“A great event that once again brought the industry together,” ATSA executive officer David Sinclair describing the ATSA Melbourne Expo. Sinclair who announced his retirement at the event, said attendance numbers exceeded expectations and feedback was “overwhelmingly positive from attendees and exhibitors alike”. A broad range of new products and innovations were showcased at the expo together with an informative seminar program.

Among the sessions was an insightful ‘lived experience’ presentation given by Daryl and Daniel Giles, with father and son sharing their autism journey and the challenges each faced from Daniel’s diagnosis, to gaining a university degree, living independently and receiving an OAM for his work in disability advocacy. 

Daryl had some advice on how being a hands-on parent can help achieve the best outcomes. He wrapped the session with a slide presentation on ‘Authoritative Parenting’: Parents who exert firm, consistent and age-appropriate control over their children’s behaviour, who are responsive and respectful of their children’s thoughts and feelings exhibit an authoritative parenting style. While firm they are also flexible, and allow their children to participate in decision making, use rewards rather than punishment, and explain behavioural rules and expectations to their children.

A panel discussion, Autism Support Apps, facilitated by Anita Ahearne from Living on the Spectrum took a deep dive into technology. First up was a new social media platform, Kaboose, that founder Michelle Ridsdale said connects people with autism to help foster friendships based on shared interests and explore employment opportunities, with plans to introduce mentoring programs in the future. If gaming is your gig, then Minds at Play could be for you. It runs a group of innovative programs developed by experienced game masters for children from eight years to adults. Co-founder Dwayne Fernandes said games such as Dungeons and Dragons and Minecraft have been designed to build cognitive skills and encourage self-confidence while forming friendships. Another app, Unique StarShine is an assistive tool for managing all your paperwork such as NDIS, occupational therapy and school documents, keeping them all in one place to assist with sharing communication with your support network and health care workers.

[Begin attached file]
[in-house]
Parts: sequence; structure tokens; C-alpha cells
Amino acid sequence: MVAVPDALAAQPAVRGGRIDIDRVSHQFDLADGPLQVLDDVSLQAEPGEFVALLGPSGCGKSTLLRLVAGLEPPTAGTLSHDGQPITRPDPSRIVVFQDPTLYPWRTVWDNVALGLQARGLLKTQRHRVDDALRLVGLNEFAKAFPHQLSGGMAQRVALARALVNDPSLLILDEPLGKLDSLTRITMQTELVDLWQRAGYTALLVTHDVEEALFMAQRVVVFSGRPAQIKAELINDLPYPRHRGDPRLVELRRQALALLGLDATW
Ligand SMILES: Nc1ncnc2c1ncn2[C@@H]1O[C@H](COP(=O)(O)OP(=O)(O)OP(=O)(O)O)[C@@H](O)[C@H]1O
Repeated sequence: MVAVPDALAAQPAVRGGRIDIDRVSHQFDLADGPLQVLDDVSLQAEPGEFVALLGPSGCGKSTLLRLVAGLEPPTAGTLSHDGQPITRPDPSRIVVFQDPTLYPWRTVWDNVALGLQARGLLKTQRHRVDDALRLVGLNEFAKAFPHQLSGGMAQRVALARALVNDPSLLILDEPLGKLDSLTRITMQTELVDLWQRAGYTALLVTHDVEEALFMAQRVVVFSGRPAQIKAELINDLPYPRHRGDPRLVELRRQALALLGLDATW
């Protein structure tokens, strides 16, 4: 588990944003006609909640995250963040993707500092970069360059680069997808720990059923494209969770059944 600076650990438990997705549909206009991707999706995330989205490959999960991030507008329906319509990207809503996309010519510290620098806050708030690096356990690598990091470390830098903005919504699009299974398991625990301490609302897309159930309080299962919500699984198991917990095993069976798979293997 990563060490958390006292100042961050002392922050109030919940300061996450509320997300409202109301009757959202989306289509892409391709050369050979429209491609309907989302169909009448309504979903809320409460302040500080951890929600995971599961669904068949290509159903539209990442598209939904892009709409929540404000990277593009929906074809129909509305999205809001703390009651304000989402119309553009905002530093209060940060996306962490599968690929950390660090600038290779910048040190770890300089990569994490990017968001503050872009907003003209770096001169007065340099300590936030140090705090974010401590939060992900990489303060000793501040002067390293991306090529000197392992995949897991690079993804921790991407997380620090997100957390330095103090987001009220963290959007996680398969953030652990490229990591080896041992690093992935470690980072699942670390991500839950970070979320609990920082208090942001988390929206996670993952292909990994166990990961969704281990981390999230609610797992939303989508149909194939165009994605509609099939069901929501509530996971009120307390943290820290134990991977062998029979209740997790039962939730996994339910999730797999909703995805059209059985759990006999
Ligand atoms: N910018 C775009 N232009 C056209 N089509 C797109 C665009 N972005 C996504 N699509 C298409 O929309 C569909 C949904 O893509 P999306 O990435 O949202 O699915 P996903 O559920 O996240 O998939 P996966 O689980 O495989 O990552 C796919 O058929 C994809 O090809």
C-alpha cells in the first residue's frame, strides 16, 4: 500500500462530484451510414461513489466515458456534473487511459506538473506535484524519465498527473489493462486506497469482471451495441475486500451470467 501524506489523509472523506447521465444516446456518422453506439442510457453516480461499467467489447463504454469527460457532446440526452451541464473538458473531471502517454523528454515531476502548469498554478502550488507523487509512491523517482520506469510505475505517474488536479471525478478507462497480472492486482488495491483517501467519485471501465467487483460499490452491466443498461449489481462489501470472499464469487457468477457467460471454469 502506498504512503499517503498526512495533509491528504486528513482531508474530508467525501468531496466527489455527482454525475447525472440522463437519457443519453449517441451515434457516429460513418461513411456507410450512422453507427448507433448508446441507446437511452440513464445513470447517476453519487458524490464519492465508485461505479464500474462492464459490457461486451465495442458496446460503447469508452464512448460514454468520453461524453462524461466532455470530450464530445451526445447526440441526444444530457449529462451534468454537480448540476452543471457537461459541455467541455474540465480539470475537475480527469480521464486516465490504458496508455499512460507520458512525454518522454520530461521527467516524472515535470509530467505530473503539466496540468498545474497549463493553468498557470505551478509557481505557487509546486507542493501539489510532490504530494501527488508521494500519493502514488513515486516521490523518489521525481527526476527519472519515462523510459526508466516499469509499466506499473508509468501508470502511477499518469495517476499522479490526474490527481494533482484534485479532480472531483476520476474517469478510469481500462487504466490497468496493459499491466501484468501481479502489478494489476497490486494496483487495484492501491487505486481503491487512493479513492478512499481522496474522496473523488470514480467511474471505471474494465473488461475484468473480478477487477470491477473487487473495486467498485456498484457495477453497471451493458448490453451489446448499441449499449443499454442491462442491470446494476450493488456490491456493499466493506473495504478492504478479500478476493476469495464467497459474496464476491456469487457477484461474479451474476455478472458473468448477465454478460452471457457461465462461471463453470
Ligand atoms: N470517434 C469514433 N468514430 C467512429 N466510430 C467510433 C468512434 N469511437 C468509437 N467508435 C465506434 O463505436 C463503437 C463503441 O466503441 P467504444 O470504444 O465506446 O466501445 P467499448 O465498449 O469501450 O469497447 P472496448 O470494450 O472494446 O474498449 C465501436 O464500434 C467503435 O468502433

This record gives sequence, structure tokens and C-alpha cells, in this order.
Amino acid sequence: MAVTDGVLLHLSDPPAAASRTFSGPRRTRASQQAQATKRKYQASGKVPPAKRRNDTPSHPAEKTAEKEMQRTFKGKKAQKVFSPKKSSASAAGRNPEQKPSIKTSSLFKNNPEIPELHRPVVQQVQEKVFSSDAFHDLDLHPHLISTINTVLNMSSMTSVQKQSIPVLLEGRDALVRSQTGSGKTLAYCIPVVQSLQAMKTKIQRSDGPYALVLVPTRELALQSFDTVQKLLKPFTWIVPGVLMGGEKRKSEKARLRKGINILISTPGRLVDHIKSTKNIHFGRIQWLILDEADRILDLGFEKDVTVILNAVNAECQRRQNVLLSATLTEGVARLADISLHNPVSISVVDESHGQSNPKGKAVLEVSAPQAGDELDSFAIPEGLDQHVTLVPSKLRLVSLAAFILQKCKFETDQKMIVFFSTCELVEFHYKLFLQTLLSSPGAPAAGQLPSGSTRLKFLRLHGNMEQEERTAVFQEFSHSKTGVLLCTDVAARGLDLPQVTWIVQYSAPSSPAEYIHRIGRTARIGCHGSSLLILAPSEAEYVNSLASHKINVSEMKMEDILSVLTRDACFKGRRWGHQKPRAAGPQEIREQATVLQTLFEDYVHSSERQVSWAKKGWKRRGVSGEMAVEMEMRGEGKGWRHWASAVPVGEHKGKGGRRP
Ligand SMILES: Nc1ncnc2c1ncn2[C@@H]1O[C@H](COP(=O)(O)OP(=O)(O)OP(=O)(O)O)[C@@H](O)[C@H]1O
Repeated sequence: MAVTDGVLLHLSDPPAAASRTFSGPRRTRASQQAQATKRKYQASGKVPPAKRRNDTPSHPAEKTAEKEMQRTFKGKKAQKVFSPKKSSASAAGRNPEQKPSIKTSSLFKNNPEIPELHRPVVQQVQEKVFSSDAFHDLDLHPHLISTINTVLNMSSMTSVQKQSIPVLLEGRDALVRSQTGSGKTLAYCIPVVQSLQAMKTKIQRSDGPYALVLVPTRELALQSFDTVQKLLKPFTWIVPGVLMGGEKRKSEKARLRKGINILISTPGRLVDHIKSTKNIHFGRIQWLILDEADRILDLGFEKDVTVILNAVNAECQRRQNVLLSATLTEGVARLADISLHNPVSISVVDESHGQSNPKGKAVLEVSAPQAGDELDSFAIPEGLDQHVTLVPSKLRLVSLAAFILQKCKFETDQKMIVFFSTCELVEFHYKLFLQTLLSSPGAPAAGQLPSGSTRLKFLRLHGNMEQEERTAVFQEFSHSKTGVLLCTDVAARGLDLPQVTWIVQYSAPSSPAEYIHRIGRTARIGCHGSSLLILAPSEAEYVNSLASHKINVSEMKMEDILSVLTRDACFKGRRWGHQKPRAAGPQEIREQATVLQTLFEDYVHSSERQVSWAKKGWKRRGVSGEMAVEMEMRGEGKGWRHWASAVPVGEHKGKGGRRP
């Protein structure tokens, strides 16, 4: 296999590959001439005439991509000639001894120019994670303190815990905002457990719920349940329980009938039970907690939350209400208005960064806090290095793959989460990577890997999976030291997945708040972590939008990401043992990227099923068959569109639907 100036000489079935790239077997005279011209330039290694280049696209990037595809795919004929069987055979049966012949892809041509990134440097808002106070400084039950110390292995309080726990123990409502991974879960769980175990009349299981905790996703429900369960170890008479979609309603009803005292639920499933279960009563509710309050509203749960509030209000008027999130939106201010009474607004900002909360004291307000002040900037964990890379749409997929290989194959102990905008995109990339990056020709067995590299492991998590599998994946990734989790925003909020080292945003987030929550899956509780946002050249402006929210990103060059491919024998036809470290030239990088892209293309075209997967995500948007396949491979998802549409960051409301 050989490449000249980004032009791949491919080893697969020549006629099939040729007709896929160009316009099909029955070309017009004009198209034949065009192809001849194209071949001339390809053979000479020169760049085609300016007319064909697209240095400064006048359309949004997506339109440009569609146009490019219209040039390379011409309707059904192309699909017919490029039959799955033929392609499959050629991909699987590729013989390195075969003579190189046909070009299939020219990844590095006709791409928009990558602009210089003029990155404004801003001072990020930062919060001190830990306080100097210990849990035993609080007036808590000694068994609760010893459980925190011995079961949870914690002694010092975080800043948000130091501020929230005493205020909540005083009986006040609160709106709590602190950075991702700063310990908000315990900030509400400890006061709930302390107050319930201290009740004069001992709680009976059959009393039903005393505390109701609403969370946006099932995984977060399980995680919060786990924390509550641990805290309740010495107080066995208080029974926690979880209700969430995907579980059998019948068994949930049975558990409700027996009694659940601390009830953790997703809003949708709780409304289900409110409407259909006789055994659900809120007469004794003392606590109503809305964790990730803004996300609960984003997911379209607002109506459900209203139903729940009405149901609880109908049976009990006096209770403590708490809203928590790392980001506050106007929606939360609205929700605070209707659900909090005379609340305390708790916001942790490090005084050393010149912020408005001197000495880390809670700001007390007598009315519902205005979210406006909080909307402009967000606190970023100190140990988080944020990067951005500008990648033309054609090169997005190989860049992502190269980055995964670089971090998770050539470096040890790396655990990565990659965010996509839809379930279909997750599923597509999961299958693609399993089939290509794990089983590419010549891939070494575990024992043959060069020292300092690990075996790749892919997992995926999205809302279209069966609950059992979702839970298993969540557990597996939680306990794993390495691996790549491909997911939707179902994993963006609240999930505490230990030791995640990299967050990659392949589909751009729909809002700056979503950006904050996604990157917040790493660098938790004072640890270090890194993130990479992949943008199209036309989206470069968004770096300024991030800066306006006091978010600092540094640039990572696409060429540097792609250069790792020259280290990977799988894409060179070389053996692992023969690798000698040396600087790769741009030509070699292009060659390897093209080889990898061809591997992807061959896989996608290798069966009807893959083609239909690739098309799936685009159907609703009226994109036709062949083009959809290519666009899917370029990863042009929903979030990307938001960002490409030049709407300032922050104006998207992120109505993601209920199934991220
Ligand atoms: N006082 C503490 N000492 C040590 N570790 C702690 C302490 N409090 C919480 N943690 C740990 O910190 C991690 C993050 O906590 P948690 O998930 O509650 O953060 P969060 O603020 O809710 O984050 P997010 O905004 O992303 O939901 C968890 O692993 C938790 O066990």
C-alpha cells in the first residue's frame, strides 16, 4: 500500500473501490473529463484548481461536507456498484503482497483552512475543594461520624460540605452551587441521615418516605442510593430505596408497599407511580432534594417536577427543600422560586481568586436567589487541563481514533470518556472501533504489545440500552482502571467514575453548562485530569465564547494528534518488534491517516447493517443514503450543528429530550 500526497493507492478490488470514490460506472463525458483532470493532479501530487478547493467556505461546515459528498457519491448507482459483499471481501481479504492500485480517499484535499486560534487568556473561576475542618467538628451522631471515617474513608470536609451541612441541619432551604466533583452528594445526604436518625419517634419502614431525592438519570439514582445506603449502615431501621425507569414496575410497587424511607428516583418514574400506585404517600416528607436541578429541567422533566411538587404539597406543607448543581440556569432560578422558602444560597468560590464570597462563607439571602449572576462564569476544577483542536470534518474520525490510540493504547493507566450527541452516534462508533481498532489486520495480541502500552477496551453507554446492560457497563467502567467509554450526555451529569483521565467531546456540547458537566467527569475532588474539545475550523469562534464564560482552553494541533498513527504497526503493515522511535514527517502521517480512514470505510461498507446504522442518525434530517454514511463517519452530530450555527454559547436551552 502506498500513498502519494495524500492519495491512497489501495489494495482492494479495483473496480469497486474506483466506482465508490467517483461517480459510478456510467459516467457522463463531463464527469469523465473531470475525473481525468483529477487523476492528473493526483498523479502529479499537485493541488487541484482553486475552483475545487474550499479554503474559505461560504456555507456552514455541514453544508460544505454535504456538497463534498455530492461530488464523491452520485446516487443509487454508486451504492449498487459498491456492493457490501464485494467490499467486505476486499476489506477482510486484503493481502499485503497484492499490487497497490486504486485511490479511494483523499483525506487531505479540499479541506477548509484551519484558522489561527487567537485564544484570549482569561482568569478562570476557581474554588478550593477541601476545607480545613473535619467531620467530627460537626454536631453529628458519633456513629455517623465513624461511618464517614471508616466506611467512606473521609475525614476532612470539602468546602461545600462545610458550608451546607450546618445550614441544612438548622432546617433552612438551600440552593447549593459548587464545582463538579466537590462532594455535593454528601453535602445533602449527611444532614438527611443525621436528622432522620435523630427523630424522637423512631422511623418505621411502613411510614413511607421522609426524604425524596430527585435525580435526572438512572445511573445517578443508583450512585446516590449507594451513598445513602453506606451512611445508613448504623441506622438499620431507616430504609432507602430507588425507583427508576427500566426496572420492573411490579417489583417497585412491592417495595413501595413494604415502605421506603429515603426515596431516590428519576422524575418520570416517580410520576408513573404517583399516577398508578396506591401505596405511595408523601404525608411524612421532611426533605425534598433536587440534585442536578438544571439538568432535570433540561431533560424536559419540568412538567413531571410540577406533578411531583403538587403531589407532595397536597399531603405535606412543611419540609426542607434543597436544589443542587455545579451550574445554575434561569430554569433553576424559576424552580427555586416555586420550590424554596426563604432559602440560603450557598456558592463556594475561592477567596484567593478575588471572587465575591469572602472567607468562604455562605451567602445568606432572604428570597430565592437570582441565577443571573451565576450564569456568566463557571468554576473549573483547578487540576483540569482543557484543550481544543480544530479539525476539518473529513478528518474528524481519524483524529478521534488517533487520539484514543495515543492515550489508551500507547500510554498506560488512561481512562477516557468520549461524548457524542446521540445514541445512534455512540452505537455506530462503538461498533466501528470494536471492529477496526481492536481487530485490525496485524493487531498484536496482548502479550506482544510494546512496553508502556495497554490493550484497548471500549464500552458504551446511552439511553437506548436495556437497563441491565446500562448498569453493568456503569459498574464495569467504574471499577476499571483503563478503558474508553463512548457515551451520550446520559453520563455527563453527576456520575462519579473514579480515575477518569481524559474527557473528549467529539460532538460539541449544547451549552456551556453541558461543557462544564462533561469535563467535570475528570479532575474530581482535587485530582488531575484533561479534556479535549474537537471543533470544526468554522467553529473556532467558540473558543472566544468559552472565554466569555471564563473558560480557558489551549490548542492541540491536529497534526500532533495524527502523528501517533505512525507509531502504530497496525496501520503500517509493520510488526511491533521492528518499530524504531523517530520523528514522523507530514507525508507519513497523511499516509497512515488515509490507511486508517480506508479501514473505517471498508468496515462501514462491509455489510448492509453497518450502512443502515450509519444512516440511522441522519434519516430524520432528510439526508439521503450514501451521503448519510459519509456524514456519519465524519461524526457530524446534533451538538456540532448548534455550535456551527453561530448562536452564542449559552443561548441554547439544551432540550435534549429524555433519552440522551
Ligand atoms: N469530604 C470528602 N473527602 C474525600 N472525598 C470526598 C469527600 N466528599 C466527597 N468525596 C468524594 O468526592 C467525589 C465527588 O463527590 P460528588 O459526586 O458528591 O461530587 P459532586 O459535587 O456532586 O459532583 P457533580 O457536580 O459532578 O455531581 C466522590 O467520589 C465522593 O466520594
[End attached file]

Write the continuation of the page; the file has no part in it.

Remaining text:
One of the speakers, University of Queensland research fellow, Dr Sarah Redman, announced a new cerebral palsy study around the new Para Athletics event, RaceRunning. It will investigate if twice weekly training using a running frame can improve heart, lung, bone and mental health of children and young people with cerebral palsy, who will also receive free bone density scans and lung function tests.

Athletes with CP will be fitted for a running frame and receive 12 weeks, twice weekly free training delivered by a physiotherapist or exercise psychologist. Half of the participants will receive training straight away and the others after five months.

To participate athletes must be diagnosed with CP, classified in GMFCS levels II-V be between 8-21 years of age and can commit to attending the training schedule.

The study Is being conducted with the University of Queensland, the University of Sydney and Curtin University, in Brisbane, Sydney, Perth, Cairns and the Sunshine Coast. Contact: run4healchcp@uq.edu.au

The expo spotlight turned onto the exhibitors for the awards presentation with Sunrise Medical taking out the award for ‘Best Large Stand’, with Independent Automotive for ‘Best Small Stand’ and Mobility Engineering picking up the award for ‘Best Marketing Campaign’, with Linds Rehab and Tab Timer ‘highly commended’. And the most popular pre-registered session went to Libby Callaway from ARATA.

The ATSA Perth Expo is on now at the Claremont Showground until June 1. The Canberra ATSA Expo at Exhibition Park runs from November 7-8.